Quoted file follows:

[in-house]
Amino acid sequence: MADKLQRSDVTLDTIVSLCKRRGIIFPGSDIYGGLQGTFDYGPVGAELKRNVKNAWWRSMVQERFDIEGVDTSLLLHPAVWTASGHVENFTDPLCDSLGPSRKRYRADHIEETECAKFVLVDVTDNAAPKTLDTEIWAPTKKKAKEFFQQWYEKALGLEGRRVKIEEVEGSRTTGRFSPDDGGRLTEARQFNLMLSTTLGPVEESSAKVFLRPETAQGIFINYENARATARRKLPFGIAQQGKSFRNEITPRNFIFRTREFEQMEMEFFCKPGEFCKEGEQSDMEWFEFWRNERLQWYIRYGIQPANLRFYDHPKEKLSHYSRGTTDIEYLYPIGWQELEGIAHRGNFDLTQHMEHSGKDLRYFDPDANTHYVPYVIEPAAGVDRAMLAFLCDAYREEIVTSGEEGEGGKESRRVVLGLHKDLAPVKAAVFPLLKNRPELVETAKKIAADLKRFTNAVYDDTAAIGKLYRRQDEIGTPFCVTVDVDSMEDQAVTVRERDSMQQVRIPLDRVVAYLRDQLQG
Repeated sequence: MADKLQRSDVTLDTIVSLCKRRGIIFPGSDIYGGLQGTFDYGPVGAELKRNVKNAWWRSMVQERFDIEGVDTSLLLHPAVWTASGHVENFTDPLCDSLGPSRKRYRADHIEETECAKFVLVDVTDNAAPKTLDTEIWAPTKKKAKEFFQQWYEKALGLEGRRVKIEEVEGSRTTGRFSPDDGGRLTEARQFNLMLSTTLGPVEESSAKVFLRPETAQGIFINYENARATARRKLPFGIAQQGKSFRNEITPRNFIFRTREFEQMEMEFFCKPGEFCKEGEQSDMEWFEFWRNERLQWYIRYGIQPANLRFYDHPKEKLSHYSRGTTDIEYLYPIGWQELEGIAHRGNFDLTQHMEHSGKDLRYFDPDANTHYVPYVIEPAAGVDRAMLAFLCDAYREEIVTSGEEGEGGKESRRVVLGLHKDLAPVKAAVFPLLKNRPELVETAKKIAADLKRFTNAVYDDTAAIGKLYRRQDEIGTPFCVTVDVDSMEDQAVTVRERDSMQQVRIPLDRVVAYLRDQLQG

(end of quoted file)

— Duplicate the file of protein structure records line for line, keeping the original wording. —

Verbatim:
[in-house]
Amino acid sequence: MADKLQRSDVTLDTIVSLCKRRGIIFPGSDIYGGLQGTFDYGPVGAELKRNVKNAWWRSMVQERFDIEGVDTSLLLHPAVWTASGHVENFTDPLCDSLGPSRKRYRADHIEETECAKFVLVDVTDNAAPKTLDTEIWAPTKKKAKEFFQQWYEKALGLEGRRVKIEEVEGSRTTGRFSPDDGGRLTEARQFNLMLSTTLGPVEESSAKVFLRPETAQGIFINYENARATARRKLPFGIAQQGKSFRNEITPRNFIFRTREFEQMEMEFFCKPGEFCKEGEQSDMEWFEFWRNERLQWYIRYGIQPANLRFYDHPKEKLSHYSRGTTDIEYLYPIGWQELEGIAHRGNFDLTQHMEHSGKDLRYFDPDANTHYVPYVIEPAAGVDRAMLAFLCDAYREEIVTSGEEGEGGKESRRVVLGLHKDLAPVKAAVFPLLKNRPELVETAKKIAADLKRFTNAVYDDTAAIGKLYRRQDEIGTPFCVTVDVDSMEDQAVTVRERDSMQQVRIPLDRVVAYLRDQLQG
Repeated sequence: MADKLQRSDVTLDTIVSLCKRRGIIFPGSDIYGGLQGTFDYGPVGAELKRNVKNAWWRSMVQERFDIEGVDTSLLLHPAVWTASGHVENFTDPLCDSLGPSRKRYRADHIEETECAKFVLVDVTDNAAPKTLDTEIWAPTKKKAKEFFQQWYEKALGLEGRRVKIEEVEGSRTTGRFSPDDGGRLTEARQFNLMLSTTLGPVEESSAKVFLRPETAQGIFINYENARATARRKLPFGIAQQGKSFRNEITPRNFIFRTREFEQMEMEFFCKPGEFCKEGEQSDMEWFEFWRNERLQWYIRYGIQPANLRFYDHPKEKLSHYSRGTTDIEYLYPIGWQELEGIAHRGNFDLTQHMEHSGKDLRYFDPDANTHYVPYVIEPAAGVDRAMLAFLCDAYREEIVTSGEEGEGGKESRRVVLGLHKDLAPVKAAVFPLLKNRPELVETAKKIAADLKRFTNAVYDDTAAIGKLYRRQDEIGTPFCVTVDVDSMEDQAVTVRERDSMQQVRIPLDRVVAYLRDQLQG